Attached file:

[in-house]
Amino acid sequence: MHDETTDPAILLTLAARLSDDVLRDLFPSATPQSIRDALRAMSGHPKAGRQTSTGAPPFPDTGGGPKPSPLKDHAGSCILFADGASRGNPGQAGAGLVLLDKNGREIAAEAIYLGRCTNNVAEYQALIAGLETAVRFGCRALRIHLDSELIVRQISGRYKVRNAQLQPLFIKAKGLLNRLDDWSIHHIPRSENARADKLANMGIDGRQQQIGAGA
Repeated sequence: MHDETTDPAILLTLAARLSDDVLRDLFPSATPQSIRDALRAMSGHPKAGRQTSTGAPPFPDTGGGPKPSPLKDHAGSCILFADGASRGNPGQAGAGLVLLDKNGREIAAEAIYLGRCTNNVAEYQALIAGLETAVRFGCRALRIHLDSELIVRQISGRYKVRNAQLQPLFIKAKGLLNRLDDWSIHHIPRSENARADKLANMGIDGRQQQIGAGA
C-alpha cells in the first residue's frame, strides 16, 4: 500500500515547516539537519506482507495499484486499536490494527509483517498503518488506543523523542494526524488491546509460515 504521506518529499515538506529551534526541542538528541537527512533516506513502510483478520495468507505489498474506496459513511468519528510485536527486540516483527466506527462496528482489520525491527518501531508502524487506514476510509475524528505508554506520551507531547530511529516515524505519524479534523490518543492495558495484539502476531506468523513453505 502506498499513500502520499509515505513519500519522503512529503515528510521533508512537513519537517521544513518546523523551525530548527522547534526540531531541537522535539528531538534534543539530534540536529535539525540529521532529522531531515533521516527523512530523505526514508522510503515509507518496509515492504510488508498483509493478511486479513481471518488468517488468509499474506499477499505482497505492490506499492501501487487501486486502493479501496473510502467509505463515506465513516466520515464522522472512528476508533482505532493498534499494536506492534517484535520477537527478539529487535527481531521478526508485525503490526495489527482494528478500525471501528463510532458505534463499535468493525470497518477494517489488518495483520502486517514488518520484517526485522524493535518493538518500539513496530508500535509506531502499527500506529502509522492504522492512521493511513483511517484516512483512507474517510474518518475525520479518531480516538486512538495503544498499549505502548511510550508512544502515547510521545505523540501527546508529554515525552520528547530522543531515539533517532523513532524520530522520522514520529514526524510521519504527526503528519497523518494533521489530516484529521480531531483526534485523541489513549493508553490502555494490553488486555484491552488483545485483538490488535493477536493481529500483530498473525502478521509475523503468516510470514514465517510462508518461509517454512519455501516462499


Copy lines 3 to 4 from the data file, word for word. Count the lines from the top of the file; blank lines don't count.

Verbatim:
Repeated sequence: MHDETTDPAILLTLAARLSDDVLRDLFPSATPQSIRDALRAMSGHPKAGRQTSTGAPPFPDTGGGPKPSPLKDHAGSCILFADGASRGNPGQAGAGLVLLDKNGREIAAEAIYLGRCTNNVAEYQALIAGLETAVRFGCRALRIHLDSELIVRQISGRYKVRNAQLQPLFIKAKGLLNRLDDWSIHHIPRSENARADKLANMGIDGRQQQIGAGA
C-alpha cells in the first residue's frame, strides 16, 4: 500500500515547516539537519506482507495499484486499536490494527509483517498503518488506543523523542494526524488491546509460515 504521506518529499515538506529551534526541542538528541537527512533516506513502510483478520495468507505489498474506496459513511468519528510485536527486540516483527466506527462496528482489520525491527518501531508502524487506514476510509475524528505508554506520551507531547530511529516515524505519524479534523490518543492495558495484539502476531506468523513453505 502506498499513500502520499509515505513519500519522503512529503515528510521533508512537513519537517521544513518546523523551525530548527522547534526540531531541537522535539528531538534534543539530534540536529535539525540529521532529522531531515533521516527523512530523505526514508522510503515509507518496509515492504510488508498483509493478511486479513481471518488468517488468509499474506499477499505482497505492490506499492501501487487501486486502493479501496473510502467509505463515506465513516466520515464522522472512528476508533482505532493498534499494536506492534517484535520477537527478539529487535527481531521478526508485525503490526495489527482494528478500525471501528463510532458505534463499535468493525470497518477494517489488518495483520502486517514488518520484517526485522524493535518493538518500539513496530508500535509506531502499527500506529502509522492504522492512521493511513483511517484516512483512507474517510474518518475525520479518531480516538486512538495503544498499549505502548511510550508512544502515547510521545505523540501527546508529554515525552520528547530522543531515539533517532523513532524520530522520522514520529514526524510521519504527526503528519497523518494533521489530516484529521480531531483526534485523541489513549493508553490502555494490553488486555484491552488483545485483538490488535493477536493481529500483530498473525502478521509475523503468516510470514514465517510462508518461509517454512519455501516462499